Shaky Standing

Bill Neinast

National defense and foreign relations, including immigration, are among the exclusive jurisdictions of the federal government.

These are areas in which the states have no responsibility or authority.  If, for example, the Army ordered a division to move from Fort Hood to Syria, the state of Texas could not block the move because of the move’s effect on the state’s economy.

In legal jargon, the state would not have standing to initiate such legal proceedings.  During my three years as chief of the Army’s litigation division, we had a number of civil suits against the Army dismissed on the basis of the plaintiff’s lack of standing to sue the Army.

Based on that knowledge and understanding, I cannot understand how Hawaii and other states have standing to sue to enjoin a federal regulation on immigration.  How does prohibiting or delaying visas for citizens of other countries affect Hawaii in any unconstitutional way?

The explanation or justification for Hawaii’s suit seems bizarre.  Doug Chin, the state’s Attorney General, claims that President Trump’s new order would damage the state’s educational institutions and private businesses, including its lucrative tourism industry, and discriminate against families with relatives overseas.

Chin stated further that the new travel ban had stirred strong opposition in Hawaii, where people still recall federal policies that targeted Asian-Americans for discrimination, from the Chinese Exclusion Act to the internment of Japanese-Americans in World War II.

The Chinese Exclusion Act referred to by Chin was signed into law by President Chester A. Arthur on May 6, 1882.  It is most commonly referred to as the “infamous” Chinese exclusion law barring virtually all immigration of persons of Chinese ancestry and severely punishing Chinese immigrants who violated the harsh laws.  Now that is real official discrimination.

Chin further muddies the water by claiming that the order will damage Hawaii Muslims’ feelings and perceptions of the world.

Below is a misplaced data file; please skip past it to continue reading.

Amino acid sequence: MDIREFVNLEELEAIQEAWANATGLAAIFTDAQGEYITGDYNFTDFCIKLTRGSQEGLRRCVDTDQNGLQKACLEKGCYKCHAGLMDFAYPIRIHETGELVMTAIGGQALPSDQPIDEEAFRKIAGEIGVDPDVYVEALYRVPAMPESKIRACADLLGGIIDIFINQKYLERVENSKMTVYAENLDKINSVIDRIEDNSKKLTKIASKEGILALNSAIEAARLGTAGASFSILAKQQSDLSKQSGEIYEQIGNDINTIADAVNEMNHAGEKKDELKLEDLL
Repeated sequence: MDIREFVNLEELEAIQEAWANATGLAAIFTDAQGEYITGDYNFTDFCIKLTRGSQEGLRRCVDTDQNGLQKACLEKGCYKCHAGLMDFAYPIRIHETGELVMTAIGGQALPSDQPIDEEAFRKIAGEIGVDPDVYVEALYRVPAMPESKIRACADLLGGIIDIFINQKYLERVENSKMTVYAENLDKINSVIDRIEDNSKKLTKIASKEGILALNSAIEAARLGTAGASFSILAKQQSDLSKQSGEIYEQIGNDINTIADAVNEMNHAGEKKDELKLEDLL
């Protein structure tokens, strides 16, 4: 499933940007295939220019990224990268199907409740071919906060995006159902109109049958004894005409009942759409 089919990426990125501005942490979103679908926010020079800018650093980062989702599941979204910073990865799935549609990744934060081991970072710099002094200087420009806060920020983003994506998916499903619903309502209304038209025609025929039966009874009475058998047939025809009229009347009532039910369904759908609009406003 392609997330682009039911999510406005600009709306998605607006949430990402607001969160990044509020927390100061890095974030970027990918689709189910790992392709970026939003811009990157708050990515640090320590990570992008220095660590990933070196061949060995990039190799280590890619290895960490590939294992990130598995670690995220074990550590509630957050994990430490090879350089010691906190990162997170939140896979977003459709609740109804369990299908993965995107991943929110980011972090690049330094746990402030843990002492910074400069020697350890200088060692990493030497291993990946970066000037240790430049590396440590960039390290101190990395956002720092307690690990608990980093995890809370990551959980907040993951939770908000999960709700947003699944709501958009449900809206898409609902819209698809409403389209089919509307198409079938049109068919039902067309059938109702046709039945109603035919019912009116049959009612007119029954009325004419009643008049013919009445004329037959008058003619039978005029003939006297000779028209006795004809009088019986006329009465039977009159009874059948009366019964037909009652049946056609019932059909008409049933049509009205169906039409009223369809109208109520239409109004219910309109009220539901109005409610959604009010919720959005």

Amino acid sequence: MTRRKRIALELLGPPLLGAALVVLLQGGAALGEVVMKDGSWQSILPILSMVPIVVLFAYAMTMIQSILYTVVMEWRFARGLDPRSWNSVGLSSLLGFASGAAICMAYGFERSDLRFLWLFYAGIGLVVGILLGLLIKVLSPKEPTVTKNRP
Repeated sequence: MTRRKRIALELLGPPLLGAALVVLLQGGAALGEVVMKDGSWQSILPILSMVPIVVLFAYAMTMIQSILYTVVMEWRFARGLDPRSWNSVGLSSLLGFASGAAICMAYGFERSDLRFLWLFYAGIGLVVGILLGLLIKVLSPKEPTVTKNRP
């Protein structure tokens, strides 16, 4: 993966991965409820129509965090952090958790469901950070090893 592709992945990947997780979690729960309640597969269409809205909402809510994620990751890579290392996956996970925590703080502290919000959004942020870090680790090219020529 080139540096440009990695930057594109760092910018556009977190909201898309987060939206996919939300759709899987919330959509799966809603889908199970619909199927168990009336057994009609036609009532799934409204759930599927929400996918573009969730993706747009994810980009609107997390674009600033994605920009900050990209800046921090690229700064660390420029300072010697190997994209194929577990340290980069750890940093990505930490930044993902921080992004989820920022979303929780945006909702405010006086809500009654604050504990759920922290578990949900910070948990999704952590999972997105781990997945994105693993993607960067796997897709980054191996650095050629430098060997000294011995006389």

Then he must have noticed that the legs on which he was trying to build his suit were too shaky to support a standing to sue.  So he brought in the co-plaintiff discussed in this paper a few days ago.

According to Bryon York’s column on March 15, Ismail Elshikh, the Iman of the Muslim Association of Hawaii, has joined the proceedings as a plaintiff.

The new plaintiff seems to be on even shakier legs than Chin in trying to delay or rescind the Trump order to delay processing visas for residents of six countries for 90 days.  If the order is allowed to stand, the Iman’s mother-in-law, who lives in Syria, may not be able to attend her grandson’s high school graduation in Hawaii.  Now that is a real violation of the Syrian’s civil rights.

But wait a minute.  Do foreigners not living in the U.S. have rights under our Constitution?  Do they have a constitutional right to obtain a visa to enter the U.S. anytime and under any circumstances they want?

Currently, there is also no constitutional right not to have your feelings hurt.

So here’s the perspective.

I am trying as hard as I can, but I cannot find even a hint of a standing to sue supporting Hawaii’s challenge to President Trump’s recent Executive Order on immigration.

If the U.S. Attorney in Hawaii has not challenged the suit on the basis of no standing to sue, I cannot understand his reasoning.

If the standing to sue was challenged and the Judge denied the challenge, the only reason I can think of is that he is among the left leaning judges fighting Trump all the way.

So, be thankful that Republicans are now able to fill the existing vacancy on the Supreme Court and possibly two more.


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